Alan would go on to write for other sites and do a handful of podcasts, including the Enchanted Tiki Talk Podcast. It was the day to day interactions with Alan through Twitter and Instagram that I will remember most from these last several years. Alan always found time to connect with people on an individual level through social media, which is not an easy task, but it was important to him.

If you knew Alan, then you know that the light of his life was the birth of his daughter just over three months ago. She filled almost every photo he sent out since she was born. We’ve all had the blessing of getting to know and spend time with her amazing father, and I am certain she will know of the light he brought to the world and to all of our lives. AGoFundMe page has been set up for Alan’s family. Funds from the page, while having exceed its goal, are to assist Alan’s wife, daughter, and family with medical and final expenses and to give Alan’s daughter a foundation for college tuition when it is time. No doubt Alan would want her to be a part of the NC State Wolfpack. Every little bit will help his family today and tomorrow, so I am asking each of you to do what you can for his family.

Alan was an amazing man and I cannot even fathom how much he will be missed. His brand of enthusiasm and earnestness is something this world needs more of. Thank you, Alan, for all you did for so many of us, the world is a little less bright this morning without you in it.

21 December 2016

Christmas Wonders

Rocking horses and carousel horses have always been a part of the Christmas tradition for me. Perhaps it’s because my baby ornament was a rocking horse or that I cherished this green, wooden carousel horse and made a point of being the one to place it on our tree every year, but the idea of horses and Christmas are forever linked in my mind. It’s no wonder then that the rocking horse presented in the Magic Kingdom’s various Christmas parades have always captured my attention.

In the early years these rocking horses were part of the Toyland section of the parade and were ridden by the classic Disney toy soldiers. The above photo from 1994 shows them in all of their glory. The rocking horses are classic white chargers, but the manes and ornamentation perfectly compliment their toy soldier riders. As much as I love the toy soldiers from Babes in Toyland, the image of the soldiers with the rocking horses just sings to my heart.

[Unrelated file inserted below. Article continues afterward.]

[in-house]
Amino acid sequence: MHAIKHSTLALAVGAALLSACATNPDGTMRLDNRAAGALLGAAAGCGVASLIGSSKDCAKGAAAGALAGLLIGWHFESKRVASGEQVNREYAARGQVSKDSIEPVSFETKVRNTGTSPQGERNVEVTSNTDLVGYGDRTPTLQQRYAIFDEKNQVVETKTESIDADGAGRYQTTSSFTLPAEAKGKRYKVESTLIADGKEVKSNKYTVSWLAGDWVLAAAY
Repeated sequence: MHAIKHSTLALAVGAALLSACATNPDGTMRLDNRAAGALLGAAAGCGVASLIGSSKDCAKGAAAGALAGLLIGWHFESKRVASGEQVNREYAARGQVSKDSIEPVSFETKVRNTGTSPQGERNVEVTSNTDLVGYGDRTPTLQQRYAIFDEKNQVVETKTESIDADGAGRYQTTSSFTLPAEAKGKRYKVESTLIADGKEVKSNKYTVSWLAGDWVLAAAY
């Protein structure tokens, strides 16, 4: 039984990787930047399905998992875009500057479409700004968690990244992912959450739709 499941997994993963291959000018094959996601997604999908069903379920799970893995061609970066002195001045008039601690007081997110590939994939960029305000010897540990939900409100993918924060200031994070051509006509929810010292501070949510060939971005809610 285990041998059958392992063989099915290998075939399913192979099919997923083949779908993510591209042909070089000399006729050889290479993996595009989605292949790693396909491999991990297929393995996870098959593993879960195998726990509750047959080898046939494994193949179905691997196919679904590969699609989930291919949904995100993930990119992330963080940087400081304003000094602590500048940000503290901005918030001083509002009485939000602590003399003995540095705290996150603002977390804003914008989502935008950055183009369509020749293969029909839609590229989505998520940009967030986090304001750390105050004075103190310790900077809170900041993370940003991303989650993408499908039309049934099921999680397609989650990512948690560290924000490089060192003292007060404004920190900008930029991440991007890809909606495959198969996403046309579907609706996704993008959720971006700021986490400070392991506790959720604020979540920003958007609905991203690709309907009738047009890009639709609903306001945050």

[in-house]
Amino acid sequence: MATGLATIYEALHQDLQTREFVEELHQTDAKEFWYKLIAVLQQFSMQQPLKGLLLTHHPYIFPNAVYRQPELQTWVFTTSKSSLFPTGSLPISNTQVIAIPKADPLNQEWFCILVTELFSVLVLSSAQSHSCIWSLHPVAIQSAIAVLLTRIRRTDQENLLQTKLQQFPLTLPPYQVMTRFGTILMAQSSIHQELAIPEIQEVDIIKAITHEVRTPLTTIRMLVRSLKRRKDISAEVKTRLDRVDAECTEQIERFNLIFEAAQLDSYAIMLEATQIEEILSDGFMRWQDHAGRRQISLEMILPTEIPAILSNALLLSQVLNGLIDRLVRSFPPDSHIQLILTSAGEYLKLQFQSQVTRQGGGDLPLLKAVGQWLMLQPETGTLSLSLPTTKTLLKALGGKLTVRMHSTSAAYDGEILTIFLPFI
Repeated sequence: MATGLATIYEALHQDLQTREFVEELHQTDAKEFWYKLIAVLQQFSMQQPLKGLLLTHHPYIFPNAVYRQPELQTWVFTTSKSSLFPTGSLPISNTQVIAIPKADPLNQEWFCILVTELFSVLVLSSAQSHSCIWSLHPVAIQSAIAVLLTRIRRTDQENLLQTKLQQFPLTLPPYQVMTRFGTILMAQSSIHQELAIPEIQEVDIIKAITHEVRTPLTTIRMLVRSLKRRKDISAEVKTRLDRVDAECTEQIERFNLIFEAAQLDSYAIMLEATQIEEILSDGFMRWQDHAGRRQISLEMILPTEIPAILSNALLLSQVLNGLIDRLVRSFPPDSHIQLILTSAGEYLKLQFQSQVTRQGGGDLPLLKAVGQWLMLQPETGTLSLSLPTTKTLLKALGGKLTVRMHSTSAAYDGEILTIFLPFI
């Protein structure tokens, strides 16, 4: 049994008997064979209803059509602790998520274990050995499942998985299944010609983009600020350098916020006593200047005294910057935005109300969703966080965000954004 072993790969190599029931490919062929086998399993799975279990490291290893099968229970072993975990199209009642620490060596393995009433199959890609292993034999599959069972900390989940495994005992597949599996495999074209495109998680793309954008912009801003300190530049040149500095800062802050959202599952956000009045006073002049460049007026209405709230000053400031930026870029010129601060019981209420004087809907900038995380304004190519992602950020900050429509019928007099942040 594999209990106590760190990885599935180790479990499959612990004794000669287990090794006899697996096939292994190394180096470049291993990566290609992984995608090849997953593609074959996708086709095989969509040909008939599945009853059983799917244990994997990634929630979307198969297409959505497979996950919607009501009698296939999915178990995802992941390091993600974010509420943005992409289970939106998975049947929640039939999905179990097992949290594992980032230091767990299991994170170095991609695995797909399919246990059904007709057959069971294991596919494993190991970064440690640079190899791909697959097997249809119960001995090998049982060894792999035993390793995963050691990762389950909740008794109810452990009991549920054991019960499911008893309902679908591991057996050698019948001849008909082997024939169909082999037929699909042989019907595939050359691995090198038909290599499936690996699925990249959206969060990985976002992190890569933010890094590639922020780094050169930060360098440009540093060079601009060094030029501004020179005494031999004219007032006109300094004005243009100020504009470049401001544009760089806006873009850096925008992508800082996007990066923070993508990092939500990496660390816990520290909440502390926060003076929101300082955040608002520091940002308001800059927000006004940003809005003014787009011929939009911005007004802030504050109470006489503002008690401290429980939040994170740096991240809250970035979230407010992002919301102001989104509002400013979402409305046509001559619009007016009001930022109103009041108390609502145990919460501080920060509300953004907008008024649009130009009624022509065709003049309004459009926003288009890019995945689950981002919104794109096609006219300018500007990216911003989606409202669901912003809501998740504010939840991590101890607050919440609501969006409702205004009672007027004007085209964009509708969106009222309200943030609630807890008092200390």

In the current iteration of Mickey’s Once Upon a Christmastime Parade, the toy soldiers have been replaced. In fact, the rocking horses have been moved from within the Toyland section proper and are now in the transition group of characters between the large Prince and Princess float and the beginning of the Toyland section. Rather than toy soldiers, the horses now carry cowboy elves. While the elves are able to give a more lively performance, there is something to be said for the classic, if static, nature of the toy soldiers.

No matter who their riders are, the rocking horses are tied to some of the most traditional of Christmas iconography. While I may prefer the parade if they were accompanied by the toy soldiers, but it does my heart a world of good just knowing that they are still present during the parade.

20 December 2016

Galactic Spectacular

It’s the time of year when we turn our thoughts to our friends, families, and loved ones. As Nephew Fred proclaims in A Christmas Carol, this is “the only time I know of, in the long calendar of the year, when men and women seem by one consent to open their shut-up hearts freely.” In other words, it is the time of year when we let others in and don’t think of ourselves first. Although, I’m not entirely sure that’s accurate when it comes to Walt Disney World.

Certainly, we’ve all had the encounters of a nearby parent loudly reiterating that they were all going to have a good time in a tone that implied anything but family fun or the folks who think it’s okay to jump in line, and the pairing of our ankles with ECVs or strollers is never fun when someone thinks that they should have the right of way, but there is something more to the experience of a vacation at Walt Disney World.

Take, for instance, the story of Jeff. Jeff is a longstanding Disney Cast Member whom, when I encountered him back in September, was working the preshow for the Star Wars – A Galactic Spectacular at Disney’s Hollywood Studios. He piped up to tell guests stories about Walt Disney, the park, Walt Disney World, and his own career, and they were for the most part accurate. He threw out trivia fit for the young and for the more savvy park-goer. He was an exemplary Cast Member, but it was his story of family photos that really got to me.